Chronosystem – This system accounts for change and the impact of time. We are living in 2020 and to “see” the influences we navigate today, imagine life 100 years ago or 100 years in the future. We would most certainly face very different experiences. This is a way of saying that there is no “natural” way of living, only arrangements that influence our experiences. Take two photos representing influences in your chronosystem and discuss the photos using material from the textbook.
Writing Your Paper
Create a cover page and write an original title.
First Two Paragraphs: Start by introducing the sociological imagination and explain in at least two paragraphs how it relates to and connects to systems thinking. As you know, the “sociological imagination” is a discipline specific way of talking about the relationship between self and society. Do not give me a dictionary definition, although you are encouraged to consult the textbook and on-line resources. Be original. Write in your own words. The sociological imagination is at the core of sociology, so nail it.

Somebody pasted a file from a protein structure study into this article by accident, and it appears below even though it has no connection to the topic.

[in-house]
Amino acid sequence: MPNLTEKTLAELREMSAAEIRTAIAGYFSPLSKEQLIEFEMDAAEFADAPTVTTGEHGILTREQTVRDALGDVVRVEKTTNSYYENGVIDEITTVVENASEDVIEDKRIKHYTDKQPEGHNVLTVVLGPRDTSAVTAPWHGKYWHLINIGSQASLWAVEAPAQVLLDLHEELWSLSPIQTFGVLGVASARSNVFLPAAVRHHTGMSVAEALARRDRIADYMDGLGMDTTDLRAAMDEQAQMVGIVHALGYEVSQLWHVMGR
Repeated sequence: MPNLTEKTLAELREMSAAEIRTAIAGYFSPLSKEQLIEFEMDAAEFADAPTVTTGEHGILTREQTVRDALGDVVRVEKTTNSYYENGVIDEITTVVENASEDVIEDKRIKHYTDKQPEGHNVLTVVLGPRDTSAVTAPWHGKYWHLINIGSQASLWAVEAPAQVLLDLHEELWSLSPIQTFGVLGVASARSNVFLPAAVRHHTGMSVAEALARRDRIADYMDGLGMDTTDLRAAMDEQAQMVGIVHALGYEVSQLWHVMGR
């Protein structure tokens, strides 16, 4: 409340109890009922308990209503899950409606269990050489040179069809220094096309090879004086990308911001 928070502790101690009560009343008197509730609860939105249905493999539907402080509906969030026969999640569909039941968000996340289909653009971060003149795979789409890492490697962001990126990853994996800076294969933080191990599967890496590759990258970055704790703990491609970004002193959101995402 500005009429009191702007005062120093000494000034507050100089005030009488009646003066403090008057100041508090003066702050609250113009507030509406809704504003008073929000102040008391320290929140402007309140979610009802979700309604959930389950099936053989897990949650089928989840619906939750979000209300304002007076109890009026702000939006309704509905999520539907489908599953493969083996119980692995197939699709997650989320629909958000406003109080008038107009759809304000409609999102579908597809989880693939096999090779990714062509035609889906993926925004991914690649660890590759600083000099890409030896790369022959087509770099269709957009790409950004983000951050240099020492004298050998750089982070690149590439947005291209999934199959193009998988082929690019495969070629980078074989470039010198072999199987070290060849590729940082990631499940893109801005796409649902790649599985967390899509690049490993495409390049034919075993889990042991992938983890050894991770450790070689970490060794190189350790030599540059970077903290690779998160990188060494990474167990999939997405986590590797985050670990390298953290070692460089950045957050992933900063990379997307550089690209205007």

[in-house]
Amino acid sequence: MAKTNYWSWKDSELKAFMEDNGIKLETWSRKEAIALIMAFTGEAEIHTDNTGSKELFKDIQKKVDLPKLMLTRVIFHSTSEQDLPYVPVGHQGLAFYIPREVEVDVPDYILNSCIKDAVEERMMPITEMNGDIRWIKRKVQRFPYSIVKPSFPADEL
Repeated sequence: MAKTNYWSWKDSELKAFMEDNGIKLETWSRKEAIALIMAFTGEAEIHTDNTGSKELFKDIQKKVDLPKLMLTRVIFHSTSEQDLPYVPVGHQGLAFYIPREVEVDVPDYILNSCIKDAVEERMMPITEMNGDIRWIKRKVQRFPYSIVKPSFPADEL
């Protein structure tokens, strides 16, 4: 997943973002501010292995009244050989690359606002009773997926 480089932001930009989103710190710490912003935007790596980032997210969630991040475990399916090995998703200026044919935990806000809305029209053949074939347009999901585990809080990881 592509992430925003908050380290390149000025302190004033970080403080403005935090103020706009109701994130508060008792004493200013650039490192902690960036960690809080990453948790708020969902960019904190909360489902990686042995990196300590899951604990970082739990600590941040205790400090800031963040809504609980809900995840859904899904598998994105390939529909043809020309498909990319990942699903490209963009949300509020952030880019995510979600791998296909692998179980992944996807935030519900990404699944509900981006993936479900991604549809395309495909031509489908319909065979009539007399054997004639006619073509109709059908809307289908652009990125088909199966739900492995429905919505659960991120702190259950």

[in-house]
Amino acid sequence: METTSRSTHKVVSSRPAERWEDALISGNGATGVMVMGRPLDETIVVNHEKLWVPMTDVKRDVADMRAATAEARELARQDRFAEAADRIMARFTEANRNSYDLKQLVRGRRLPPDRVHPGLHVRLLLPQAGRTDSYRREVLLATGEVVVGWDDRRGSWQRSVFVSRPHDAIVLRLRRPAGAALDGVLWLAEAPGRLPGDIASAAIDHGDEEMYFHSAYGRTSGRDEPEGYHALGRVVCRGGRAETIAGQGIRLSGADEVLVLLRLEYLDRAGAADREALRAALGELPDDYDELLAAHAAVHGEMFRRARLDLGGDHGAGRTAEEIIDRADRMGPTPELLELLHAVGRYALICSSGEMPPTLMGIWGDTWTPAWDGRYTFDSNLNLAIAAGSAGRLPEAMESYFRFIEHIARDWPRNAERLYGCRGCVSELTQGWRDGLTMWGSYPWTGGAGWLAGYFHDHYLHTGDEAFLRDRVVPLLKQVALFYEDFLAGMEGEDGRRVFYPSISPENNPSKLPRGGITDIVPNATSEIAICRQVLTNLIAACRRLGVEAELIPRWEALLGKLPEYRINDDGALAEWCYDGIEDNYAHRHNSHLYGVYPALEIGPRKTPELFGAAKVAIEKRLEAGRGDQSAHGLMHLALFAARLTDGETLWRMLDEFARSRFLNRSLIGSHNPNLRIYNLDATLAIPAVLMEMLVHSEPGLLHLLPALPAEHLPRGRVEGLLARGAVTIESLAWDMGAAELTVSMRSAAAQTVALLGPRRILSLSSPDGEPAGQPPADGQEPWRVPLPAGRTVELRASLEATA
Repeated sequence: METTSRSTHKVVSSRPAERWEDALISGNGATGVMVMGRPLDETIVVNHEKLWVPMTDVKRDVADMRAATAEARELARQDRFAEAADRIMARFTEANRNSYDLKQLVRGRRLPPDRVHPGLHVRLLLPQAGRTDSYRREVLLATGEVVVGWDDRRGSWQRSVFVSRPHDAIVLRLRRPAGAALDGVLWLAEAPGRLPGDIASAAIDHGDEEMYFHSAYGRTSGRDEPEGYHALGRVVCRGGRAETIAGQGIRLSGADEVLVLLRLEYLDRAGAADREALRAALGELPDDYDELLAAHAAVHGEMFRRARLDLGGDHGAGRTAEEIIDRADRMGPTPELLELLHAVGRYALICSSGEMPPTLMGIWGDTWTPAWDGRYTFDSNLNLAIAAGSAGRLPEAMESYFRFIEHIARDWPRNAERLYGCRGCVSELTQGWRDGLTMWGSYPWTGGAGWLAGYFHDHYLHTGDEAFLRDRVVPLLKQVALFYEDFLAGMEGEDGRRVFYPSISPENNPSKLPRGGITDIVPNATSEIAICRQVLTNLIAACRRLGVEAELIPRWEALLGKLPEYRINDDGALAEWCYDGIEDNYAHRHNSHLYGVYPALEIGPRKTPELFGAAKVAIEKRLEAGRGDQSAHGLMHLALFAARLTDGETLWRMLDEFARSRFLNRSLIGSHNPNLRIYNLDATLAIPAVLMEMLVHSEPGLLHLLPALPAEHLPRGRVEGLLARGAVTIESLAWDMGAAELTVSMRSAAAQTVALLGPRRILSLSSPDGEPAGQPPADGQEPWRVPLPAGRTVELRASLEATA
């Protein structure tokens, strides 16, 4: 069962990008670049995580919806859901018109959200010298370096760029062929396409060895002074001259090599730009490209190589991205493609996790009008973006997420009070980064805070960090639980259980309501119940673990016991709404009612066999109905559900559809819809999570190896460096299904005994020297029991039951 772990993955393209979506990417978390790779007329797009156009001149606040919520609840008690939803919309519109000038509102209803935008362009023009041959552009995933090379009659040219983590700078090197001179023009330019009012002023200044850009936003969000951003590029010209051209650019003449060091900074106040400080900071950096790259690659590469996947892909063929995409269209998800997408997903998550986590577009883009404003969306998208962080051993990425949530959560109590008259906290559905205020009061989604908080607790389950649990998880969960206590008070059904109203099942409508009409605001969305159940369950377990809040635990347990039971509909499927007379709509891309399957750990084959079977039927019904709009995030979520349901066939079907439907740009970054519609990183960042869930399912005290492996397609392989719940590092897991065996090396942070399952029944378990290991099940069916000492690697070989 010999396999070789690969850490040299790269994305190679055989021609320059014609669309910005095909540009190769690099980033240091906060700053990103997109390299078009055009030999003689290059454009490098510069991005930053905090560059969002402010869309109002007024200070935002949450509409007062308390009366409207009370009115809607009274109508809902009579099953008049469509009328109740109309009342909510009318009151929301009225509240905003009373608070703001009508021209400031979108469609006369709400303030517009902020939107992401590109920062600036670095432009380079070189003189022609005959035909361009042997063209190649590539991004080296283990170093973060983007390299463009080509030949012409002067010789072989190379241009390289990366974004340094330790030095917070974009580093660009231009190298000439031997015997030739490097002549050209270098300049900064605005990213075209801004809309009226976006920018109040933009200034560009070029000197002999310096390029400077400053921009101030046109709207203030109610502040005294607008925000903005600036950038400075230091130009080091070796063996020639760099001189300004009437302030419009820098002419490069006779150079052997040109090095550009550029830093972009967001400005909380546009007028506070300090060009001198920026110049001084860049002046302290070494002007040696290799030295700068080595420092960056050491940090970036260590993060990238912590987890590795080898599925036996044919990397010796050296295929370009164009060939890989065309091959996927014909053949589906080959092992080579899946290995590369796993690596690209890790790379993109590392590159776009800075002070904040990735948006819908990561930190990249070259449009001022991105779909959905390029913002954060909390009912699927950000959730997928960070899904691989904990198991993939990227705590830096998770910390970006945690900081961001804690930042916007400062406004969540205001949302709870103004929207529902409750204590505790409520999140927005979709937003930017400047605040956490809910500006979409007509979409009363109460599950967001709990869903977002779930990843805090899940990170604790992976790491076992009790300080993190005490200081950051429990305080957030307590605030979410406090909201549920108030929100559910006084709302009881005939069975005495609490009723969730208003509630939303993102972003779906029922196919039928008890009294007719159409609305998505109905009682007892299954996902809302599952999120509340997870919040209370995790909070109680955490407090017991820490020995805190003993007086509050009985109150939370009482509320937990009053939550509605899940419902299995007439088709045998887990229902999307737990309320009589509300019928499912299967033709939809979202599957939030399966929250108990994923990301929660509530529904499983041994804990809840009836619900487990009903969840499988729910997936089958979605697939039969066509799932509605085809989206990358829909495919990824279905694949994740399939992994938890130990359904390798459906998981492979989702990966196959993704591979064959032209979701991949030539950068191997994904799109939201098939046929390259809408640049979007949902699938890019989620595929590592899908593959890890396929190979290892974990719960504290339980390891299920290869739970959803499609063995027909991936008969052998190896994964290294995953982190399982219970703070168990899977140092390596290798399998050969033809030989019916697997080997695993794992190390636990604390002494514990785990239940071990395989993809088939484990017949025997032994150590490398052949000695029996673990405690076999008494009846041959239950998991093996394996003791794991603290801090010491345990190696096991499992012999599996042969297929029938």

Next, move into a discussion of the five systems. Use the names of the systems as subheads and then describe the significance of that system. In your own descriptive and well-edited words, discuss the two examples/photos from your life that you have chosen. Remember that influences are both powerful and bi-directional, that sometimes cultural forces are experienced through our family (microsystem), and that what we think of as a family is shaped by the legal system (macrosystem). Take time to make logical and defendable choices for where you discuss an influence. As you may realize, it takes time to match up three components you must incorporate into the paper: the textbook, systems theory, and photographic examples from your life. Remember, too, that influences can be helpful or harmful, promote growth or constrain it, allow for freedom and opportunities or constrain or block potential.